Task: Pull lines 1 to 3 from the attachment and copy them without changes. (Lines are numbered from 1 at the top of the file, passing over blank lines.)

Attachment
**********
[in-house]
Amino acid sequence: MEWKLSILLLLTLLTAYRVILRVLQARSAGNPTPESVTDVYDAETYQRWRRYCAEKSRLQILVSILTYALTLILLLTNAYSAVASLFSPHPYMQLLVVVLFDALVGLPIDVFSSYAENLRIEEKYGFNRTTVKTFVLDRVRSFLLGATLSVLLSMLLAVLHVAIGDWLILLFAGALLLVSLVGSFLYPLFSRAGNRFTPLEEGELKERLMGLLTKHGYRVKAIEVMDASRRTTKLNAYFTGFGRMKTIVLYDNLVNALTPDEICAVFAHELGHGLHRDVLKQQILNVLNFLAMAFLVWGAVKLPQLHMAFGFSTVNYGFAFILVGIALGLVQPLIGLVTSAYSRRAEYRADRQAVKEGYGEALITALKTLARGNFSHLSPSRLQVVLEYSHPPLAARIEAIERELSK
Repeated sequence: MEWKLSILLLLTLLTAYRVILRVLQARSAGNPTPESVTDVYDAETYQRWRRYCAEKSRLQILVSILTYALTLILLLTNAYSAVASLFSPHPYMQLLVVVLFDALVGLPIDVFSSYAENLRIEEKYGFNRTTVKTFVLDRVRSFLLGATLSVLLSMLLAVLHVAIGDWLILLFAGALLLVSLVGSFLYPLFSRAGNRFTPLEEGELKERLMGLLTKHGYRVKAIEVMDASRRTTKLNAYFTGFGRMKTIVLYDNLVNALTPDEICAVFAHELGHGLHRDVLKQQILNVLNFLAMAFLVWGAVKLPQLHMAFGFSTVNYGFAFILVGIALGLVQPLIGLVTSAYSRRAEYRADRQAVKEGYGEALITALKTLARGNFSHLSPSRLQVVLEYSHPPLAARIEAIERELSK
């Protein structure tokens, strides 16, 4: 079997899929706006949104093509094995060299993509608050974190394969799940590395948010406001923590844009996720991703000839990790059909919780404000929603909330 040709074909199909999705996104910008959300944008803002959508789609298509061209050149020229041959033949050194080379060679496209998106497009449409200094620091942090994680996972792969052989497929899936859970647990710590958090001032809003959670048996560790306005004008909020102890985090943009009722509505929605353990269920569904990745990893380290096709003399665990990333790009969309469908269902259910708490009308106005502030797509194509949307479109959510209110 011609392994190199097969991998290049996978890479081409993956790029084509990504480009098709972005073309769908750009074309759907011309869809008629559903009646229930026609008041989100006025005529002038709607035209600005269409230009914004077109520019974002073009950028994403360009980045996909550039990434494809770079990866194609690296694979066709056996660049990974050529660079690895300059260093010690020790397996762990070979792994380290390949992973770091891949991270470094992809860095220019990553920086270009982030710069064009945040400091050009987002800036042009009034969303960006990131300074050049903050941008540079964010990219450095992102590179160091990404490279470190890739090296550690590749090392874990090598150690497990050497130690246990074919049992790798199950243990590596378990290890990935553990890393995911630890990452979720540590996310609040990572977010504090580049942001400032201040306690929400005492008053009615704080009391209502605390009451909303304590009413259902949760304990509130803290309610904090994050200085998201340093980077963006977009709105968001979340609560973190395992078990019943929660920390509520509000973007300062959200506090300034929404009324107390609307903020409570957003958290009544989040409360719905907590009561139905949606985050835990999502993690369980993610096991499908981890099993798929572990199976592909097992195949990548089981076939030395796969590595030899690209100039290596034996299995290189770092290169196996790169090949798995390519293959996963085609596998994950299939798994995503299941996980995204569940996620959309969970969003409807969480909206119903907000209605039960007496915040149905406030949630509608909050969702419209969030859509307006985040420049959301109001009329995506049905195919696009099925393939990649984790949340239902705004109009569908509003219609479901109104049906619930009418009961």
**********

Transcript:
[in-house]
Amino acid sequence: MEWKLSILLLLTLLTAYRVILRVLQARSAGNPTPESVTDVYDAETYQRWRRYCAEKSRLQILVSILTYALTLILLLTNAYSAVASLFSPHPYMQLLVVVLFDALVGLPIDVFSSYAENLRIEEKYGFNRTTVKTFVLDRVRSFLLGATLSVLLSMLLAVLHVAIGDWLILLFAGALLLVSLVGSFLYPLFSRAGNRFTPLEEGELKERLMGLLTKHGYRVKAIEVMDASRRTTKLNAYFTGFGRMKTIVLYDNLVNALTPDEICAVFAHELGHGLHRDVLKQQILNVLNFLAMAFLVWGAVKLPQLHMAFGFSTVNYGFAFILVGIALGLVQPLIGLVTSAYSRRAEYRADRQAVKEGYGEALITALKTLARGNFSHLSPSRLQVVLEYSHPPLAARIEAIERELSK
Repeated sequence: MEWKLSILLLLTLLTAYRVILRVLQARSAGNPTPESVTDVYDAETYQRWRRYCAEKSRLQILVSILTYALTLILLLTNAYSAVASLFSPHPYMQLLVVVLFDALVGLPIDVFSSYAENLRIEEKYGFNRTTVKTFVLDRVRSFLLGATLSVLLSMLLAVLHVAIGDWLILLFAGALLLVSLVGSFLYPLFSRAGNRFTPLEEGELKERLMGLLTKHGYRVKAIEVMDASRRTTKLNAYFTGFGRMKTIVLYDNLVNALTPDEICAVFAHELGHGLHRDVLKQQILNVLNFLAMAFLVWGAVKLPQLHMAFGFSTVNYGFAFILVGIALGLVQPLIGLVTSAYSRRAEYRADRQAVKEGYGEALITALKTLARGNFSHLSPSRLQVVLEYSHPPLAARIEAIERELSK